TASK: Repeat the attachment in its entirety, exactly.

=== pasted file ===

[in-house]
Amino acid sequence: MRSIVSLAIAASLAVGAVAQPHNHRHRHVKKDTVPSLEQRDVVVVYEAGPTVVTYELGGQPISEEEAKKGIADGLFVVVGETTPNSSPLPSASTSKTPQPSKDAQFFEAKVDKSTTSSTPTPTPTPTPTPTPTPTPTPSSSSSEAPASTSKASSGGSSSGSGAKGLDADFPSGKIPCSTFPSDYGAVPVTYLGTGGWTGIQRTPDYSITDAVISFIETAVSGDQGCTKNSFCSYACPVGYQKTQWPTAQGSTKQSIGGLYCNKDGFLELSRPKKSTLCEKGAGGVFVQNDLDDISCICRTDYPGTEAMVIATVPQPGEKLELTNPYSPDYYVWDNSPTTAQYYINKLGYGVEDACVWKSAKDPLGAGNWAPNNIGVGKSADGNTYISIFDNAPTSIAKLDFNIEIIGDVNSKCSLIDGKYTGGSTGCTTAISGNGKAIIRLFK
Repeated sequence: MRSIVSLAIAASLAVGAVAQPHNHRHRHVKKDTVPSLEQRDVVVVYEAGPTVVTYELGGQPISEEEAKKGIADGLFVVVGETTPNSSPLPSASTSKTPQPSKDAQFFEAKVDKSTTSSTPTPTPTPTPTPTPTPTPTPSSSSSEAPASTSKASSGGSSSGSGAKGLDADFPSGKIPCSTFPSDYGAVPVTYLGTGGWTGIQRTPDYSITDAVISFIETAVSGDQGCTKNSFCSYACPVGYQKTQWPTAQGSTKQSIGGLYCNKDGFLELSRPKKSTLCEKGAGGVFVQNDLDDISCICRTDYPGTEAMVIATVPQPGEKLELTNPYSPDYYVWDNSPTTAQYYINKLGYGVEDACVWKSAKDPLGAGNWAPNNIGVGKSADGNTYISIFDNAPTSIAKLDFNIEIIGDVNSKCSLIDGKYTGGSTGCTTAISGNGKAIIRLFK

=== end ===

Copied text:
[in-house]
Amino acid sequence: MRSIVSLAIAASLAVGAVAQPHNHRHRHVKKDTVPSLEQRDVVVVYEAGPTVVTYELGGQPISEEEAKKGIADGLFVVVGETTPNSSPLPSASTSKTPQPSKDAQFFEAKVDKSTTSSTPTPTPTPTPTPTPTPTPTPSSSSSEAPASTSKASSGGSSSGSGAKGLDADFPSGKIPCSTFPSDYGAVPVTYLGTGGWTGIQRTPDYSITDAVISFIETAVSGDQGCTKNSFCSYACPVGYQKTQWPTAQGSTKQSIGGLYCNKDGFLELSRPKKSTLCEKGAGGVFVQNDLDDISCICRTDYPGTEAMVIATVPQPGEKLELTNPYSPDYYVWDNSPTTAQYYINKLGYGVEDACVWKSAKDPLGAGNWAPNNIGVGKSADGNTYISIFDNAPTSIAKLDFNIEIIGDVNSKCSLIDGKYTGGSTGCTTAISGNGKAIIRLFK
Repeated sequence: MRSIVSLAIAASLAVGAVAQPHNHRHRHVKKDTVPSLEQRDVVVVYEAGPTVVTYELGGQPISEEEAKKGIADGLFVVVGETTPNSSPLPSASTSKTPQPSKDAQFFEAKVDKSTTSSTPTPTPTPTPTPTPTPTPTPSSSSSEAPASTSKASSGGSSSGSGAKGLDADFPSGKIPCSTFPSDYGAVPVTYLGTGGWTGIQRTPDYSITDAVISFIETAVSGDQGCTKNSFCSYACPVGYQKTQWPTAQGSTKQSIGGLYCNKDGFLELSRPKKSTLCEKGAGGVFVQNDLDDISCICRTDYPGTEAMVIATVPQPGEKLELTNPYSPDYYVWDNSPTTAQYYINKLGYGVEDACVWKSAKDPLGAGNWAPNNIGVGKSADGNTYISIFDNAPTSIAKLDFNIEIIGDVNSKCSLIDGKYTGGSTGCTTAISGNGKAIIRLFK